As Dear Son matured, he no longer shakes as much during a seizure, instead he cries or yells out, getting louder and louder until finally a tear rolls down his cheek. This didn’t happen during the testing, but the fact that it does happen tells me that Dear Son does feel some pain. On the third day, he was released from Big Academic Medical Center. I was told that someone was coming to check the VNS, to make sure it the new settings were accurate but no one ever did. I felt uneasy leaving the hospital, since the nurse who changed the speed on his VNS, was not our regular nurse. In addition, she seemed to change the settings differently, from the way our current nurse did it, and that didn’t help. I was very uncomfortable.

Upon arriving home, I did a bit more research. I was puzzled by the sudden discrepancy in the definition of a seizure. I learned that unless the patient shows physical signs of a seizure, it’s not defined as such, regardless of the EEG. Knowing that, helped me better understand the difference between the two physicians. I was a little peeved to think that the other Attending Physician would not have treated Dear Son given the circumstances. I mean, if the EEG is very active, then I would imagine Dear Son would feel this, regardless of whether or not he showed outward signs. But not being able to ask him, well, then, it was just a guess.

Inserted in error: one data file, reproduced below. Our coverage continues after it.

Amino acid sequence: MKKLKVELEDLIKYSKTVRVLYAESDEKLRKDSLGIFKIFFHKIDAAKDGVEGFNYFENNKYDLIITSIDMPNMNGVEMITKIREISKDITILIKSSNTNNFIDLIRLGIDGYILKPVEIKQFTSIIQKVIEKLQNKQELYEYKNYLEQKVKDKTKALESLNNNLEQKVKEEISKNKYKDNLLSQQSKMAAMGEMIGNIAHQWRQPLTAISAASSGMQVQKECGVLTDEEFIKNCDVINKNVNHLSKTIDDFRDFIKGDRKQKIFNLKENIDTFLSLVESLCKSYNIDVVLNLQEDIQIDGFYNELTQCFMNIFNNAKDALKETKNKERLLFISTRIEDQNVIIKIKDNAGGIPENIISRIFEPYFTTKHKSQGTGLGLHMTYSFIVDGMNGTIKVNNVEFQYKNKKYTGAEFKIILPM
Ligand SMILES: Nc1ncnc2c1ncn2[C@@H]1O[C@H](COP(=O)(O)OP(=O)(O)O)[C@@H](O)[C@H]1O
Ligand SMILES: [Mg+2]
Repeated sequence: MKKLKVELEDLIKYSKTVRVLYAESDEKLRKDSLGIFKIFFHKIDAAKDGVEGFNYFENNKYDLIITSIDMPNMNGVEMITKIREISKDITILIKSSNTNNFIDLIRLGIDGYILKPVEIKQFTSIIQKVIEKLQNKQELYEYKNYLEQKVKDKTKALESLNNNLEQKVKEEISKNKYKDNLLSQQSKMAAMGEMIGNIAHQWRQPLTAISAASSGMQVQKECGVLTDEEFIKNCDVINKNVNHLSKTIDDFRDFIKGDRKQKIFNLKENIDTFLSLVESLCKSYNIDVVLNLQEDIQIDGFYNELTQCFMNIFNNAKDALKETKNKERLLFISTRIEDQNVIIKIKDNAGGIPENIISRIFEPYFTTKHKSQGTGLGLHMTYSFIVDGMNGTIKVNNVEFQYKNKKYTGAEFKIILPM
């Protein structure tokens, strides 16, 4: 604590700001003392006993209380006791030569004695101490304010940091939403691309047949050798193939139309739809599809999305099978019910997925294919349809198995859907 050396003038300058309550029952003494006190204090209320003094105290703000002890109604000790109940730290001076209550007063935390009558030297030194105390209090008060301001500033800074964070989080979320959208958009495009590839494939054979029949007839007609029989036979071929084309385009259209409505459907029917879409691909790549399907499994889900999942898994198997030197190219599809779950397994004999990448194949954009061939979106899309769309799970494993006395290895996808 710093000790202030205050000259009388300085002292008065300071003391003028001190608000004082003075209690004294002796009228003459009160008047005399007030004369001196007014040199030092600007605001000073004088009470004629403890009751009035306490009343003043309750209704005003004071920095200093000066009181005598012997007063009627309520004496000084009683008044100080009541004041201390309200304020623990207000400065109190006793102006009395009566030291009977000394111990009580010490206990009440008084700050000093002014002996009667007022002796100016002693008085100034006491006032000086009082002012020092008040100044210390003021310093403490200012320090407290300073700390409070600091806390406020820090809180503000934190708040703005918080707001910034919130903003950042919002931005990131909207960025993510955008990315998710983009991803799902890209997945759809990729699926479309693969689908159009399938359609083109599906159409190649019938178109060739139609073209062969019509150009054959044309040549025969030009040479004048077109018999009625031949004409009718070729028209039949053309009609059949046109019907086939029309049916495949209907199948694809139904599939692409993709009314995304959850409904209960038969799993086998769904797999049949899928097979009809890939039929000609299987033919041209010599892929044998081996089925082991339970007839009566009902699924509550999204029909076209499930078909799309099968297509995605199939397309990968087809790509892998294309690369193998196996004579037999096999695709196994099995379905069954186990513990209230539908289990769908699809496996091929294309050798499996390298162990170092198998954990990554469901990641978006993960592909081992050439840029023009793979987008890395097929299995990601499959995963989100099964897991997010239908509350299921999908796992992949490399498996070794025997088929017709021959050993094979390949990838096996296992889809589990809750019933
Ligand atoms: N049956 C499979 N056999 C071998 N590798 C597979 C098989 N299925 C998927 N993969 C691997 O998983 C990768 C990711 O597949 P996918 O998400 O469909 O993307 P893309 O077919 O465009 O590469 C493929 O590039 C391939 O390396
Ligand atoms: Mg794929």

The internet, provided more information on the VNS and rapid cycling. It wasn’t until I read some of the comments under the discussion sections, that I became really uncomfortable with the VNS. Some people who had the VNS implanted, described tiny shocks, like bee stings, over and over again, from the device malfunctioning. In one case, when a woman complained to their physician, he checked the device, determined it was fine and sent her home. When she continued to complain, he ignored her and soon, neither the physician nor the manufacturer, would listen to her. In other cases, the shocks were so bad that they taped the magnet* to their chest. Others wrote in that when they upgraded to the new model, they had issues with the device malfunctioning. I soon became sick to my stomach. Rapid cycling, involves a seven second shock** and then the device is off for thirty seconds, then shocks the patient again. When the thought that the device could malfunction and hurt Dear Son, I felt sick to my stomach. I mean, if the new rapid cycling, was hurting him, giving him shocks, I’d never know. Our next office visit wasn’t for another two months.